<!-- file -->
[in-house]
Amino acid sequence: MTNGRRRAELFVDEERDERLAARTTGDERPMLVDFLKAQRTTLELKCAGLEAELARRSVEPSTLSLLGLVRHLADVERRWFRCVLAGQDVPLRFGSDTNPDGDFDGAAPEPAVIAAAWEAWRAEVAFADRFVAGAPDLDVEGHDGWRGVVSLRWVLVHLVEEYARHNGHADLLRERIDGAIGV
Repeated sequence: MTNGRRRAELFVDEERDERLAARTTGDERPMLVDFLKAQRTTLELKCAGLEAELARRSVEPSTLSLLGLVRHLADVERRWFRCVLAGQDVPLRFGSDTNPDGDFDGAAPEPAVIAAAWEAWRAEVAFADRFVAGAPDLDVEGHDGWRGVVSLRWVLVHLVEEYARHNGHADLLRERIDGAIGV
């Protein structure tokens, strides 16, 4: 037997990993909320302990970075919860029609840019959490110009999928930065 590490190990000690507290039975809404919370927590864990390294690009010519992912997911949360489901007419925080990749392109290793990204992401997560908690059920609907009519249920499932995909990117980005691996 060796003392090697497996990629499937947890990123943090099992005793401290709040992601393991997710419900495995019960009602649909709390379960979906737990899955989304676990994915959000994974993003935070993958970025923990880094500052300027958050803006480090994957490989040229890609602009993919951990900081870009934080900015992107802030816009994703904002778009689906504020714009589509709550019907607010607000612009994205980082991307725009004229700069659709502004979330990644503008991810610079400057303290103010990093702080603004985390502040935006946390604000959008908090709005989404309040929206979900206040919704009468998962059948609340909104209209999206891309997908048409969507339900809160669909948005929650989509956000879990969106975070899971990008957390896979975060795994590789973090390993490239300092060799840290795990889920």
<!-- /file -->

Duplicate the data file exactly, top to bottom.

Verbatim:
[in-house]
Amino acid sequence: MTNGRRRAELFVDEERDERLAARTTGDERPMLVDFLKAQRTTLELKCAGLEAELARRSVEPSTLSLLGLVRHLADVERRWFRCVLAGQDVPLRFGSDTNPDGDFDGAAPEPAVIAAAWEAWRAEVAFADRFVAGAPDLDVEGHDGWRGVVSLRWVLVHLVEEYARHNGHADLLRERIDGAIGV
Repeated sequence: MTNGRRRAELFVDEERDERLAARTTGDERPMLVDFLKAQRTTLELKCAGLEAELARRSVEPSTLSLLGLVRHLADVERRWFRCVLAGQDVPLRFGSDTNPDGDFDGAAPEPAVIAAAWEAWRAEVAFADRFVAGAPDLDVEGHDGWRGVVSLRWVLVHLVEEYARHNGHADLLRERIDGAIGV
């Protein structure tokens, strides 16, 4: 037997990993909320302990970075919860029609840019959490110009999928930065 590490190990000690507290039975809404919370927590864990390294690009010519992912997911949360489901007419925080990749392109290793990204992401997560908690059920609907009519249920499932995909990117980005691996 060796003392090697497996990629499937947890990123943090099992005793401290709040992601393991997710419900495995019960009602649909709390379960979906737990899955989304676990994915959000994974993003935070993958970025923990880094500052300027958050803006480090994957490989040229890609602009993919951990900081870009934080900015992107802030816009994703904002778009689906504020714009589509709550019907607010607000612009994205980082991307725009004229700069659709502004979330990644503008991810610079400057303290103010990093702080603004985390502040935006946390604000959008908090709005989404309040929206979900206040919704009468998962059948609340909104209209999206891309997908048409969507339900809160669909948005929650989509956000879990969106975070899971990008957390896979975060795994590789973090390993490239300092060799840290795990889920």